Pleasantly Surprised by Warcraft

An unusual thing happened this weekend: I went out, without my children. I took my husband to a movie. When I was child-free, there was a word for this kind of shocking activity. I think it was ‘a date’.
As a pre-father’s day gift, the movie that we went to see was ‘Warcraft’, based on the hugely popular ‘World of Warcraft’ MMO.
Things you need to know: I do not play the game, but my husband does. We are both fans of Tolkien, and so picking this as our date was perhaps not so enormous a gift of love as it would be if hubby decided to take me to see the latest screening of an RSC production (if you’re reading, love; yes, you may consider that a hint!). But you also need to know that after other game-to-movie escapades like It-That-Shall-Not-Be-Named-(But-Which-Involves-Dungeons-and-Dragons) , we both had reason to be sceptical. And we’ve all been through that experience of seeing something that we love be – well, ruined, in adaptation. The Battle of the Five Armies was the last example of this for me (a movie which I did not expect to actually be all battle).
I was pleasantly surprised by Warcraft. And I thought I would share with you why.
Firstly, I was impressed by the deft way in which the director double-bluffed his audience from the get-go; having led me to believe that his establishing shots would serve to establish sympathy for the human protagonists, we were instead taken straight to the keynote Orc characters – a chieftain and his pregnant mate. This unexpected opening was genuinely tender, and hugely successful – especially, I think, for someone like me – a young mother with little exposure to the game beyond what she has glimpsed over hubby’s shoulder.
There also seemed to be genuine respect for the source-game. I’ve seen my husband’s various characters flying around the Warcraft world, a landscape of Middle-Earth qualities – and many of the shots of the settings looked like loving evocations of places that players have adored for years. And so, while it was a little lost on me, I get the feeling that these shots would really speak to the game’s dedicated fans.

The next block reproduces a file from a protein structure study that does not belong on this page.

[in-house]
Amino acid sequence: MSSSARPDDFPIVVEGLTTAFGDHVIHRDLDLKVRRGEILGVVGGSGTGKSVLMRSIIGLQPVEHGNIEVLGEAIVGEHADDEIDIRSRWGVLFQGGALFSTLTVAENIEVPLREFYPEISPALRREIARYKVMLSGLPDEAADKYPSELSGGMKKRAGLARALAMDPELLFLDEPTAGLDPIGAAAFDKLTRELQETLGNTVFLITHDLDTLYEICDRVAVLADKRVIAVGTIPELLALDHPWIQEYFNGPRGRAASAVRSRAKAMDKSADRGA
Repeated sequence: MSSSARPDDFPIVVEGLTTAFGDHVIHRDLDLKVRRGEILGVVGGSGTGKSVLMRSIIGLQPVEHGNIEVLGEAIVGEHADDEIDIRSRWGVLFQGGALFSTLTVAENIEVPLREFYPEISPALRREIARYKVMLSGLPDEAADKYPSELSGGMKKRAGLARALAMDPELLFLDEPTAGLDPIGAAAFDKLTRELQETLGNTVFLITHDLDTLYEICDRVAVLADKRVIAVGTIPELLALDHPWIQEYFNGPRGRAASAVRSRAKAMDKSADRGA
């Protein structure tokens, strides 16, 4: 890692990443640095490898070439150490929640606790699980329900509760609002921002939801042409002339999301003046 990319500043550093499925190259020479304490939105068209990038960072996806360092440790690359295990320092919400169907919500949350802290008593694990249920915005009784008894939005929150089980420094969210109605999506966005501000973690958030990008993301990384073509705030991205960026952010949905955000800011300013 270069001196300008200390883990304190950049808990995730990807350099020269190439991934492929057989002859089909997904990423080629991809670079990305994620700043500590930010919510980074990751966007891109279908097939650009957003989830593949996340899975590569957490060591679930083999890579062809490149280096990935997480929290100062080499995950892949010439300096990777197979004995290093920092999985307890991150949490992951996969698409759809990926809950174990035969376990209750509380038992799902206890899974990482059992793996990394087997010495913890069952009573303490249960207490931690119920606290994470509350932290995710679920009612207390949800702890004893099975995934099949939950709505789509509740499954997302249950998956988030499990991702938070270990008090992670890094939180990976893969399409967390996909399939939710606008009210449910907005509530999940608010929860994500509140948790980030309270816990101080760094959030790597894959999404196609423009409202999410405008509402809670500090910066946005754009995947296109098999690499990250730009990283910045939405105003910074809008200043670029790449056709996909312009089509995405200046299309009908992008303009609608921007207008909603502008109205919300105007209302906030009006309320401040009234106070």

The visual quality of the film was certainly stunning; much like watching a Miyazaki, even if there were plot holes from time to time, the dedication to evoking the world was pretty riveting.
But there was also plenty of story to this film, and characters that you genuinely came to care about – human and Orc. Sure, there were a certain number of ‘sudden but inevitable betrayals’ (if Joss Whedon is remembered for nothing else, it should be that phrase!), but there were also some bold moves that I was not expecting. I won’t say too much more, but I will say that some scenes hit my husband and I, as parents, especially hard.
There were characters here that you could grasp and relate to; scholarly mages, powerful warriors, mothers, sisters, those outcast for their differences. They might have been wearing funny clothes and living in a fictitious land, but they were still us – even the orcs. 
My husband tells me that there were elements of the story that were changed between the very first game that the film is based one, and what we saw on Saturday. He felt that these were, overall, positive changes. It also seemed to both of us that the highly judicious editing left a couple of necessary scenes on the cutting room floor. Even so, there was enough story to carry through. 
Having been left somewhat disillusioned by The Hobbit’s fall into a mediaeval 300, I was genuinely delighted to be watching a film that used battle narrative to further a story, rather than leaving the audience feeling bludgeoned. 
My only real disappointment with the film came from a line of dialogue which left me, as a Christian, rather exasperated; following the self-sacrificial death of a main character, something like the following was declared: ‘He gave his life in sacrifice for all of us, now we must deserve it’. Of course, Warcraft has not set out to give fictitious form to biblical truths, but I felt so frustrated to see an idea so powerful to Christians – the sacrifice of a great King for his people – given a guilt-spin; because, of course, the whole point of the cross is that we don’t deserve it, and can’t earn it. But this, as I said, is a personal quibble, and one which is not fair to level at this film.
Perhaps the most striking thing about the whole film for me was a kind of tenderness; the sense that the director was handling something that he personally loved; an awareness that he was dealing with something that millions of other people also loved, and wanting to honour that affection. In this sense, the film was suffused with care and attention. And, even to a Warcraft novice like myself, it was notable, creating a sense not that I was an intruder to a secret club, but rather that I was being openly and respectfully invited to experience another world.
In short: I came away from the theatre having enjoyed two hours of story-telling which I didn’t feel was a slave to its stunning CGI, and with the feeling of having shared in a story that I know is so important to people across the globe. Now, at least, I feel like understand that passion a little more. And, if a second, or even third, Warcraft film was made, I wouldn’t need much convincing to go and see them. 
Our verdict? A successful date! 

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